A intrathyroidal branchial cleft cyst is extremely rare.The exact histogenesis of a intrathyroidal branchial cleftcyst is unclear, but probably the failure of the third orfourth branchial pouches to atrophy and dissipate in uteroresults in the cysts or the sinus tracts that lie in closeproximity to, or inside, the thyroid gland (2, 5).
Whatever their origin, histologic analysis reveals thatthey are generally well-circumscribed cysts lined bystraight squamous or pseudostratified columnar epithelium,and they have abundant lymphoid tissue and folliclesbeneath the epithelium. The cystic contents may be clear,watery to mucinous fluid, or the cyst may contain desqua-mated, granular cellular debris and if this becomesinfected, it may be yellowish pus-like fluid (3, 4).Generally, the diagnosis of branchial cleft cysts is relativelyeasy when it is located in its classical position, andsonographically the cyst appears as an anechoic mass or a
Lee et al.
150 Korean J Radiol 7(2), June 2006
Fig. 1. A, B. Transverse (A) sonography of thyroid glnad shows awell-defined, oval shaped, anechoic mass (white arrow) at theposterior aspect of mid portion of the right thyroid gland. Duringsonography-guided fine-needle aspiration biopsy for the cysticlesion, thick yellowish pus like fluid was aspirated. In longitudinalsonography (B), a small 0.5 cm sized hypoechoic lesion (whitearrow) inferior to the cystic lesion was confirmed as papillarycarcinoma. C. A cystic lesion is located on the thyroid surface, measuringabout 1 0.8 cm. The inner linings are ciliated pseudostratifiedcolumnar epithelium without smooth muscle or a cartilagenouscomponent (H & E stain, 100).
Sonographic Detection of Intrathyroidal Branchial Cleft Cyst
Korean J Radiol 7(2), June 2006 151
predominantly hypoechoic, cystic mass with faint internaldebris and posterior enhancement. Occasionally, it ishyperechoic and shows a pseudosolid appearance.However, on real-time images, after the application oftransducer pressure on the cyst, the entire contents mayshift, suggesting their true cystic nature (4).
Preoperatively, how can we arrive at the the diagnosis ofintrathyroidal branchial cleft cyst? Although some priorreports have suggested that intrathyroidal branchial cleftcysts should be considered in the differential diagnosis ofthyroid cystic lesions, and especially in the patients withHashimotos thyroiditis, yet in view of the rarity of thelesion, the diagnosis can be suggested only by histopatho-logic confirmation, as was the case in all the previous casereports (2, 6). Generally, in clinical practice, when thyroidcysts are detected by sonography, we first suggest that it isa colloid cyst or a true epithelial thyroid cyst. If cysts arepresented in the posterior portion of the superior orinferior pole of the thyroid, we also should consider thepossibility of parathyroid cysts (7). But, fine-needle aspira-tion of yellowish, green viscous fluid or the sonographicappearances of a pseudosolid, cystic nodule in the thyroidshould alert the sonographer to the possibility of a congeni-tal developmental cyst (6). Thyroglossal duct cysts, the oneof congenital developmental cysts, also have been reportedto present as thyroid masses. The distinguishing featuresbetween a thyroglossal duct cyst versus a branchial cleftcyst include presentation of the mass, with thyroglossalduct cysts more likely to be midline neck masses whilebranchial cleft cysts are typically lateral neck masses, andfrequency of infection, branchial cleft cyst are more likelyto be infected (8). Histology of the cellular components ofthe cyst wall and surrounding tissue is the most valuablemethod of differentiating the two (8). But, preexistinginflammation may cause metaplasia of the lining of athyroglossal duct cyst, while may make histologic differen-tiation from a branchial cleft cyst difficult (8).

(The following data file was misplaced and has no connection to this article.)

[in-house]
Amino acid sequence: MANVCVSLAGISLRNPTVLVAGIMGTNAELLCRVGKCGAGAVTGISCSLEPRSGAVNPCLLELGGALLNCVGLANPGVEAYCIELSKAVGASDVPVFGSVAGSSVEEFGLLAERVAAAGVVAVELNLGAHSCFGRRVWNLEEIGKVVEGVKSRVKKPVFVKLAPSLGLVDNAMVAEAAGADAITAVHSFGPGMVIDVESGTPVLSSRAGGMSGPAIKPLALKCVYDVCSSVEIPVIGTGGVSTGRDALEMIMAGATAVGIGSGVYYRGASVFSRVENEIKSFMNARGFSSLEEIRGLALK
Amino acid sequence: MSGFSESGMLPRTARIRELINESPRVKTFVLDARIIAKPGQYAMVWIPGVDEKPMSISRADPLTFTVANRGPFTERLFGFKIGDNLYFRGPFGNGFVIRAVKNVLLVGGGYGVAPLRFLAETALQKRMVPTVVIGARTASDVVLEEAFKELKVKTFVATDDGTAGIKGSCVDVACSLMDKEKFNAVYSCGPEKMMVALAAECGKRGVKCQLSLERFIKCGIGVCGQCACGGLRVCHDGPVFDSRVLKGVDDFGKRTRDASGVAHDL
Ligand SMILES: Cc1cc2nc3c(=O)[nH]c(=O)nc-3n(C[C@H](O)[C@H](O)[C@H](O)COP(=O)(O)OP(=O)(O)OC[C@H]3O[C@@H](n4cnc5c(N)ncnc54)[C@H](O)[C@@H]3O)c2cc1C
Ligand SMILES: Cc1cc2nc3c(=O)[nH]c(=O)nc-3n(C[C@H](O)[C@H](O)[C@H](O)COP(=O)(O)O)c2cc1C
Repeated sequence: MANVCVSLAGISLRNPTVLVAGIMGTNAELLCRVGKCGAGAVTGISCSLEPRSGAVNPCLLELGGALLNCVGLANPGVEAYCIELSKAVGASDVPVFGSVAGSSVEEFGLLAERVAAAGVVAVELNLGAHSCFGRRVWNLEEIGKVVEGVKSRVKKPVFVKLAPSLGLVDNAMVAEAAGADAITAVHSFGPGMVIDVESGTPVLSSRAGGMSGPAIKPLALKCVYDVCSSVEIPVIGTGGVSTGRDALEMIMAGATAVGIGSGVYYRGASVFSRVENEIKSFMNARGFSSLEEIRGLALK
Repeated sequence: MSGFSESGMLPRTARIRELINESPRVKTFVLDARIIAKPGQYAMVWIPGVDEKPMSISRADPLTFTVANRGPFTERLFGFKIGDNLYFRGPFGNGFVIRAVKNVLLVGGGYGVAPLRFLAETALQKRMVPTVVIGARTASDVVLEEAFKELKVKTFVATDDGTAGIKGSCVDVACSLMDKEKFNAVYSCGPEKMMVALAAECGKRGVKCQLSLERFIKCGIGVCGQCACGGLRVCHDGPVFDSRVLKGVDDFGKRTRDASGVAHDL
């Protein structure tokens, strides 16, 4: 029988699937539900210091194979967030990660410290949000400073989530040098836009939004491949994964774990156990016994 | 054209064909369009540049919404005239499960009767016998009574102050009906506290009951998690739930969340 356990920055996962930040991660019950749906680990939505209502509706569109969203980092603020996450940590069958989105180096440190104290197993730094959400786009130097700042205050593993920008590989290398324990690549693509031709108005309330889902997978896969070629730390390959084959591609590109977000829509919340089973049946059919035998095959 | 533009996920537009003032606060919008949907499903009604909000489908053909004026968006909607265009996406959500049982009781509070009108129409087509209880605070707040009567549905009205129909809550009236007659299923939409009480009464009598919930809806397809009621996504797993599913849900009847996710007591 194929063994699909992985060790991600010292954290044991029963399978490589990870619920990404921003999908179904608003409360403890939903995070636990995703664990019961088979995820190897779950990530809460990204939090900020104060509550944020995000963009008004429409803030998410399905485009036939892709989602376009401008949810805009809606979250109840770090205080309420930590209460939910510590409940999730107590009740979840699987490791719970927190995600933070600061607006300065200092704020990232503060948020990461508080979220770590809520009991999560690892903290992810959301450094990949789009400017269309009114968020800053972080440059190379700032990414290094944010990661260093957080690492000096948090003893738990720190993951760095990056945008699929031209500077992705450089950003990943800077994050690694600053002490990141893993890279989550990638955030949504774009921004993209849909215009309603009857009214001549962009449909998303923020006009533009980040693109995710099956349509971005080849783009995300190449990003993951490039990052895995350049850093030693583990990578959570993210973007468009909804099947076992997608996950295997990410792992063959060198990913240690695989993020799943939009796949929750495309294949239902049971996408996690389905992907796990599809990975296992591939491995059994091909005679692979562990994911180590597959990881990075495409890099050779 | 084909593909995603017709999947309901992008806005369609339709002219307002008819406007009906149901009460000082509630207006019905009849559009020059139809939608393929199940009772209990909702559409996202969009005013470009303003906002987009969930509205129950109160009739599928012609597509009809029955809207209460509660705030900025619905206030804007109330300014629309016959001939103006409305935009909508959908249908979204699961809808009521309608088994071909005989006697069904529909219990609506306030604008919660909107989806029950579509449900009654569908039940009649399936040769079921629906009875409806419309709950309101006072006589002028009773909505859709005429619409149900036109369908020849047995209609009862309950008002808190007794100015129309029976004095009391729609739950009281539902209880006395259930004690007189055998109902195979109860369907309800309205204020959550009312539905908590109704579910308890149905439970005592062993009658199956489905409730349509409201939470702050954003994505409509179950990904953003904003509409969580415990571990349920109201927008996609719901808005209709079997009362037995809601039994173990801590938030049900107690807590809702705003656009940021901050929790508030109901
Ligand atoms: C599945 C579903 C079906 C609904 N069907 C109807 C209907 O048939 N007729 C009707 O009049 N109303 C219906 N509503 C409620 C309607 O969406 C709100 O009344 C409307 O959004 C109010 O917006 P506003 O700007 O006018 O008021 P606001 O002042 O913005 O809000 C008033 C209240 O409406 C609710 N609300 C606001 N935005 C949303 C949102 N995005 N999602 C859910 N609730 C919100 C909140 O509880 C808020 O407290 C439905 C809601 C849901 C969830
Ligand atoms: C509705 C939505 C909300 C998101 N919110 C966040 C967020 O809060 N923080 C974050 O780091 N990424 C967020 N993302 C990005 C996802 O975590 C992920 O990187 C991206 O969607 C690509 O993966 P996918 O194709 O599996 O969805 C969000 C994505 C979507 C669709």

When we reviewed the previous case reports for
intrathyroidal branchial cleft cysts, there was no specificfinding on the sonography studies. But in a few cases, therewas creamy green or turbid yellowish fluid aspiratedduring fine needle aspiration cytology for intrathyroidalbranchial cleft cyst, as like our case (4, 8).
In conclusion, the differential diagnosis for a cystic lesionthat lies in close proximity to, or inside, the thyroid glandon sonography includes colloid cyst, true epithelial thyroidcyst and parathyroid cyst. The definite diagnosis ofthyroidal branchial cleft cyst will be made postoperatively;yet if on fine-needle aspiration of the cyst a yellowish, pus-like viscous fluid is aspirated, branchial cleft cyst should beconsidered in the differential diagnosis of the thyroid cysticlesion.
References1. Mandell DL. Head and neck anomalies related to the brachial
apparatus. Otolaryngol Clin North Am 2000;33:1309-13322. Haba R, Miki H, Kobayashi S, Kushida Y, Saoo K, Hirakawa E,
et al. Intrathyroidal branchial cleft-like cyst in chronic thyroidi-tis. Pathol Int 2000;50:897-900
3. Randal SW, Dianne CD. Head and neck. In: Courtney MT, ed.Sabiston textbook of su